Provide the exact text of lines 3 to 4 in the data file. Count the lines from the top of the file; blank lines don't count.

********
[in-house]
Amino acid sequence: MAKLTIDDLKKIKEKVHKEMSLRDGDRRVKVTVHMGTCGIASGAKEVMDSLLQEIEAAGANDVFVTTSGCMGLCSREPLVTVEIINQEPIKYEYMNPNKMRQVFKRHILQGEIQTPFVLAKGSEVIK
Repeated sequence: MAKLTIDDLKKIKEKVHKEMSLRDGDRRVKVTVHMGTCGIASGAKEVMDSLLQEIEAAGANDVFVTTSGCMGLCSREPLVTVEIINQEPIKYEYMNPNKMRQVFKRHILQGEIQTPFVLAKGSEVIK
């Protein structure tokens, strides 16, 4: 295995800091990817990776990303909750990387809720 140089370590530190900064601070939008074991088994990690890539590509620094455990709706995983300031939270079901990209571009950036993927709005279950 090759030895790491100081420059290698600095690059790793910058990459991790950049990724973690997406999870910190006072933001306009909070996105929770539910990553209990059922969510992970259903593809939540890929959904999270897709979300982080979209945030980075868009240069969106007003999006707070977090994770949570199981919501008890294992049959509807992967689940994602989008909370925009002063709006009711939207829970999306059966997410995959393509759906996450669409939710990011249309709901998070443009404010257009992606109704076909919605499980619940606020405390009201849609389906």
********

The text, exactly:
Repeated sequence: MAKLTIDDLKKIKEKVHKEMSLRDGDRRVKVTVHMGTCGIASGAKEVMDSLLQEIEAAGANDVFVTTSGCMGLCSREPLVTVEIINQEPIKYEYMNPNKMRQVFKRHILQGEIQTPFVLAKGSEVIK
């Protein structure tokens, strides 16, 4: 295995800091990817990776990303909750990387809720 140089370590530190900064601070939008074991088994990690890539590509620094455990709706995983300031939270079901990209571009950036993927709005279950 090759030895790491100081420059290698600095690059790793910058990459991790950049990724973690997406999870910190006072933001306009909070996105929770539910990553209990059922969510992970259903593809939540890929959904999270897709979300982080979209945030980075868009240069969106007003999006707070977090994770949570199981919501008890294992049959509807992967689940994602989008909370925009002063709006009711939207829970999306059966997410995959393509759906996450669409939710990011249309709901998070443009404010257009992606109704076909919605499980619940606020405390009201849609389906």